Disadvantages: If left the problem could get worse and any chances of possibly saving the tooth could go also. You could develop life threatening swelling or infection. This is not being over dramatic... it is a serious painful condition and must be treated as such. The longer you leave an infection, it could make anaesthetising the tooth harder and require more injections resultantly (whether you decide to save or remove it).  

2) Try to save the tooth with root canal treatment. 

Advantages: You get to keep the tooth for longer and avoid having a missing tooth or replacing it with a bridge, implant or denture. We normally say a good root canal and crown should last in the region of 10-15 years. This is not always guaranteed however, as there is no such thing as a 100% success forever in the field of dentistry. It is generally a painless procedure that can be completed in 1-2 visits.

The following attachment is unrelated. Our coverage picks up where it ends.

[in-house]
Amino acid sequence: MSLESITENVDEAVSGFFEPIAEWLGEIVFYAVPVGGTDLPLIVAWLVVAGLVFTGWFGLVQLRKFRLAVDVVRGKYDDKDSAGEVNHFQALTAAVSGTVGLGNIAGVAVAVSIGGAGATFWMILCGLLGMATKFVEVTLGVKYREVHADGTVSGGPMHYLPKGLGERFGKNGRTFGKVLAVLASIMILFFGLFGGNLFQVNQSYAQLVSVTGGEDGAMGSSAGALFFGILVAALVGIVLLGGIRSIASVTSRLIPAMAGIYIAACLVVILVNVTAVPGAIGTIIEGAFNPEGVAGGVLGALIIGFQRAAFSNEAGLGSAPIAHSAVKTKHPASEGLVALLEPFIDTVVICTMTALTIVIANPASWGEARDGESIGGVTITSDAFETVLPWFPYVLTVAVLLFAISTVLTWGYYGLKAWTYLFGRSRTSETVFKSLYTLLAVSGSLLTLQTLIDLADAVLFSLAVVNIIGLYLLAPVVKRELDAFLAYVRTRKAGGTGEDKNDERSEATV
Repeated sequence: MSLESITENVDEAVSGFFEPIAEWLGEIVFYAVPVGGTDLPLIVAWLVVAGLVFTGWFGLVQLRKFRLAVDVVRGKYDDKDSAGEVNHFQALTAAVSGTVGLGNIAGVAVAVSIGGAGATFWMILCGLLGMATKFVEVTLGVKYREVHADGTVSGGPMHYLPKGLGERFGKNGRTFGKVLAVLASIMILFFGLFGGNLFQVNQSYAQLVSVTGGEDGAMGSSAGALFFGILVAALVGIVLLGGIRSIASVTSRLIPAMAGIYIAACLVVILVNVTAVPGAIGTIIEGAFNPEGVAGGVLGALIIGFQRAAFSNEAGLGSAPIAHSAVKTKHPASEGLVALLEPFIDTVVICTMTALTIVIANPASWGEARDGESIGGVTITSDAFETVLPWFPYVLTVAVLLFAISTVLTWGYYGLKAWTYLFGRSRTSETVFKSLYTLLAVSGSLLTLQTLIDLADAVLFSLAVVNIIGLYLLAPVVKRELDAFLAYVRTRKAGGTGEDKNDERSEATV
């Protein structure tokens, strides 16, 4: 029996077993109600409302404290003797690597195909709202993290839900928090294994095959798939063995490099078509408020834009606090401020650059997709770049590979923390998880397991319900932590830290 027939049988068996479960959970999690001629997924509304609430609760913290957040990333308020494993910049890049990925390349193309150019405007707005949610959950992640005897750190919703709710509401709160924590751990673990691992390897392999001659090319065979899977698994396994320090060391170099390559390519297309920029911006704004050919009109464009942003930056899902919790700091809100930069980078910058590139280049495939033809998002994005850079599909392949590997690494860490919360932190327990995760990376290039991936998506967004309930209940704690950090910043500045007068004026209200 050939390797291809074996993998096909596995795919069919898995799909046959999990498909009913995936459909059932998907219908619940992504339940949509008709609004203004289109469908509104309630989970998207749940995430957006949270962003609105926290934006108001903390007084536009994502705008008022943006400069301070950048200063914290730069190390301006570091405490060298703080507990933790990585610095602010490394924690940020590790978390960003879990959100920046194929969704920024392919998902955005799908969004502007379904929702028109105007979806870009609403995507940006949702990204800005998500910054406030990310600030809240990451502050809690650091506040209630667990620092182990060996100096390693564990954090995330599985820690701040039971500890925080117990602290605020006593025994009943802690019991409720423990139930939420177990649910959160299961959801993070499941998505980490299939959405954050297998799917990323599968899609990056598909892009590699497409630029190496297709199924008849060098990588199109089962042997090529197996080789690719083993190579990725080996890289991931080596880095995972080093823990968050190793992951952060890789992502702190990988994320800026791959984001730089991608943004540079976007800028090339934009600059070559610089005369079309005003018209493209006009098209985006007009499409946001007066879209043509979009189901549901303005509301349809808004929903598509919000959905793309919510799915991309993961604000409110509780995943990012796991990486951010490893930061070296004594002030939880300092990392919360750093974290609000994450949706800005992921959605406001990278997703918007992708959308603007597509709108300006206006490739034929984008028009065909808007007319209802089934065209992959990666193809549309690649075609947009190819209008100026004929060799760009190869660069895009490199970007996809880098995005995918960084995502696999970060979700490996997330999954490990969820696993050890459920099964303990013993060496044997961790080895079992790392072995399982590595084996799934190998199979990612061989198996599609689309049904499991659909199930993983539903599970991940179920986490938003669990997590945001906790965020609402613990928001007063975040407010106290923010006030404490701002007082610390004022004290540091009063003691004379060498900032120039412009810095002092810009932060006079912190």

Disadvantages: Cost... it is an expensive procedure due to amount of time, technical skill and expensive equipment needed i.e.microscopes. It can take a few visits for it all to be done due to the complexity of the process. At the end of your treatment we normally recommend a half or full crown to prevent the tooth from fracturing (which will add to the over all cost). Please read the answer to the question 'do I need a crown after a root canal?'.